The graduate school schedule can make it difficult to stay centered and balanced. For me the busier I get, the less time I take for self-care, which is ironic considering the busy and stressful times are when I need self-care the most. Recently, I have been really good about sustaining my health routines. I wanted to share some stuff that worked for me and some stuff that didn’t and how I tailored my self-care routine through trial and error.
This all started when I read an excerpt about habit formation; the author cited experiments that showed that it takes about 29 days of doing a new activity to solidify it as a habit. I had a lot of goals and positive habits that I wanted to integrate into my life and failed to do so in the past: working out, meditation, eating healthy, etc. But 29 days and then it's solidified? I can do that! That seemed really simple so I gave it a shot.
The first thing that I wanted to implement into my schedule, like many people, was going to the gym. So I started to go around 5 p.m. every day. Now, I won’t get into the nitty gritty, but there are many different challenges at the gym: ignorance, insecurity, fatigue, injury, etc. Although it was difficult to get to the gym most days, I found that after 20 days or so, I started looking forward to the gym; and after a month, I didn’t have that nagging feeling or anxiety about having to go to the gym and I just went to the gym without that game of self tug-of-war that I used to know so well. Interestingly, five months later, I feel anxiety when I can’t make it to the gym. So it is safe to say that I solidified this practice into my routine.
However, I am injured at the moment so I had to change my gym routines to more physical therapy oriented workouts until I am healthy enough to get back to weight training. Figuring out the gym has been its own journey of learning, goal-setting, failure, success, and this repeated cycle. At this point in my gym regimen, I view the gym as a world in its own; a place where you can forget about the stressors of daily life and focus on the betterment of yourself, whatever that looks like for you. Moreover, physical goals are never ending and teach you to enjoy the process, which has helped me in other areas of my life.
Having a morning routine that energizes me and kick-starts my day has long been a goal of mine considering how long it takes me to become a functioning human after waking up. And, because the gym is super crowded in the evening, I thought I’d kill two birds with one stone and start going to the gym in the morning. At first this seemed like a great plan for me. I really enjoyed getting up early, getting the gym out of the way, and having the day ahead of me. But after about 35 days of this, I was truly exhausted and the quality of my morning workouts was diminishing.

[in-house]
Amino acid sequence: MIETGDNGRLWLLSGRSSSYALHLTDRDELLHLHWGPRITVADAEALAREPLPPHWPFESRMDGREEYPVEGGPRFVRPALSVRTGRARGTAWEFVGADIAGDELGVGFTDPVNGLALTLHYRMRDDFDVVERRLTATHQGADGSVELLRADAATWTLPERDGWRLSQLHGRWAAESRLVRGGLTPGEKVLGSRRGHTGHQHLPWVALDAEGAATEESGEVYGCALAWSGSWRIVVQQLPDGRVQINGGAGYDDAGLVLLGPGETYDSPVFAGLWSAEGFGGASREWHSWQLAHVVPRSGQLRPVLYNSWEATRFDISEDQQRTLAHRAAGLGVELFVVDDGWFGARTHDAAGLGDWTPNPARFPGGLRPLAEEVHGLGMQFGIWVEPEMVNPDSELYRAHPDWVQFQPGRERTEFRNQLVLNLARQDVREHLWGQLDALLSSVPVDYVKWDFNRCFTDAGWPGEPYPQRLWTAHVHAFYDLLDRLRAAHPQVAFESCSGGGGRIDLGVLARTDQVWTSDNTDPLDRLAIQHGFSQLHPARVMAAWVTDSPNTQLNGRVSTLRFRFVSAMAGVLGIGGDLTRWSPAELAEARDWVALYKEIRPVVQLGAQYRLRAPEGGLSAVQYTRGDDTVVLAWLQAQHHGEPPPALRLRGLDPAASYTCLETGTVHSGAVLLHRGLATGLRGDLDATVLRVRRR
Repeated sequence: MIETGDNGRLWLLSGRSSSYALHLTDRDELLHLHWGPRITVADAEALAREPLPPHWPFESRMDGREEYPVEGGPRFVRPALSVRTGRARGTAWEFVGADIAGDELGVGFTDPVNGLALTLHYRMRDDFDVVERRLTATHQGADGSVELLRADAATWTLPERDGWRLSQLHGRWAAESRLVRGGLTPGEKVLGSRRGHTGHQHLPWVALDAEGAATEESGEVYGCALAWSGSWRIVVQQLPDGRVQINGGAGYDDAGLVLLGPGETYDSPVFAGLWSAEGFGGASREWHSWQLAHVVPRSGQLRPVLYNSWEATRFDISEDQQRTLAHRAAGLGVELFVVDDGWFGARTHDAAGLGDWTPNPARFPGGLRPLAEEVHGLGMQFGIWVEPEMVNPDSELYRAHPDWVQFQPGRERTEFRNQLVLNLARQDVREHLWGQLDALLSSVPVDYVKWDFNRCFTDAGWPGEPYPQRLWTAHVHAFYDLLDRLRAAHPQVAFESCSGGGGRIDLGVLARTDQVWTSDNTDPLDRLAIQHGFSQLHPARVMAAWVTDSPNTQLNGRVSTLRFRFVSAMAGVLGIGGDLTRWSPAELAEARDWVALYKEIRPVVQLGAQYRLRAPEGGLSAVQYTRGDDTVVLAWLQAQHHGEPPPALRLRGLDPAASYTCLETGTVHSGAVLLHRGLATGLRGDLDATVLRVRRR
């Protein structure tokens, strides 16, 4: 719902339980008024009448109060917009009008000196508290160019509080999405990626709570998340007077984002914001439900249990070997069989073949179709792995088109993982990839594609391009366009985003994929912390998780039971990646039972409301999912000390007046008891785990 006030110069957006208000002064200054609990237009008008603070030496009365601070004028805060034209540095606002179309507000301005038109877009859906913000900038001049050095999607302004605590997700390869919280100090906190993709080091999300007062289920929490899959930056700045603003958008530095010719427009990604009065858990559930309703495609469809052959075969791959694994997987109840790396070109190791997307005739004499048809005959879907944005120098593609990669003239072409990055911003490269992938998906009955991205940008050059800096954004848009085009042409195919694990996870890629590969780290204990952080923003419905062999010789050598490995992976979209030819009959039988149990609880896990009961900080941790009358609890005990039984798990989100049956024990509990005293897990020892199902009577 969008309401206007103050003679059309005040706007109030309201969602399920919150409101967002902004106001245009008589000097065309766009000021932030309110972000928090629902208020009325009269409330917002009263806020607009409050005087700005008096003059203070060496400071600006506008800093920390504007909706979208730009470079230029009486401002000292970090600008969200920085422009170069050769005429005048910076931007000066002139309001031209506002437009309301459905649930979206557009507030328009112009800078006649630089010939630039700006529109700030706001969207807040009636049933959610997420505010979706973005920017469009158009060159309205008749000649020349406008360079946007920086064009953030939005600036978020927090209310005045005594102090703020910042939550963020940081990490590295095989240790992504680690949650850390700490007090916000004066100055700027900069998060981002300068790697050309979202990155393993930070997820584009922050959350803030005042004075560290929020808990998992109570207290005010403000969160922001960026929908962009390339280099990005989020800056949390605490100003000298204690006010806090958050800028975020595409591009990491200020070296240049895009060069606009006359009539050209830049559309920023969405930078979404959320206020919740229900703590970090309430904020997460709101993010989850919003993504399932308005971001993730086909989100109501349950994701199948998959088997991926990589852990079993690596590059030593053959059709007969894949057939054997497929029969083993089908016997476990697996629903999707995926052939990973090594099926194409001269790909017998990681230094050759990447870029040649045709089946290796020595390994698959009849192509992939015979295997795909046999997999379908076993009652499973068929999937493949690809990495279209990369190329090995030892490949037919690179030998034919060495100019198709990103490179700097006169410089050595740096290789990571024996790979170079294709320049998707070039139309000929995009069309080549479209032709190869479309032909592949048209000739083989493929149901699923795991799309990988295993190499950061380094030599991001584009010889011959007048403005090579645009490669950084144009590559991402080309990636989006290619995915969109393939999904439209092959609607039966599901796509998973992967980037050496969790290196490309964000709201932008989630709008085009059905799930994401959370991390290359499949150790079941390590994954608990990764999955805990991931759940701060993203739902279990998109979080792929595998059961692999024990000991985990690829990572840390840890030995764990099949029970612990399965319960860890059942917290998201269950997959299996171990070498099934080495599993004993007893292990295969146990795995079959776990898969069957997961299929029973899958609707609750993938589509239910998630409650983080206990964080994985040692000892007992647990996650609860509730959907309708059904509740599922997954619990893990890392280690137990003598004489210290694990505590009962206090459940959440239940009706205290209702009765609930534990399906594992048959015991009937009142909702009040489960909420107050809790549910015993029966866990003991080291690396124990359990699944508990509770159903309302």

I have reaped great benefits from individual mediation sessions and heard such positive things about consistent, morning meditation. I tried implementing mediation into my morning routine before my workouts. Unfortunately, this didn’t work for me in the slightest; I would wake up at 5 a.m., sit down for a 10-minute meditation, and then wake up at 5:50 a.m. hunched over my lap or face down on the floor in my room. This was really messing with me because I was now missing my morning gym sessions and my routine was thrown off.
I still really wanted to make meditation part of my routine because of the benefits I have received from it in the past. Ok, so back to the drawing board with meditation. While trying to figure out how to wake up with more energy and how meditation fits into my routine, I stumbled upon a podcast about the impact that pre-sleep routines have on your sleep. After listening to this podcast, it made sense to start meditating before bed.
I couldn’t recommend this more. I feel well rested and energized in the morning; and my morning workouts have been amazing. I am sold on pre-sleep routines so I have been researching other ways to increase sleep quality. I found that blue light exposure before bed impacts sleep quality, and experts recommend avoiding blue light exposure for an hour before bed. Although it hasn’t been 29 days yet, this is a habit that I want to continue because of the positive impact it has made on my quality of sleep.
I am far from having a perfect routine and still have lapses here and there. But generally, over the past five months, I have implemented some great habits into my life and it shows in my school performance and relationships. I hope this little write-up can inspire someone to take 29 days and implement a new habit to enhance their life.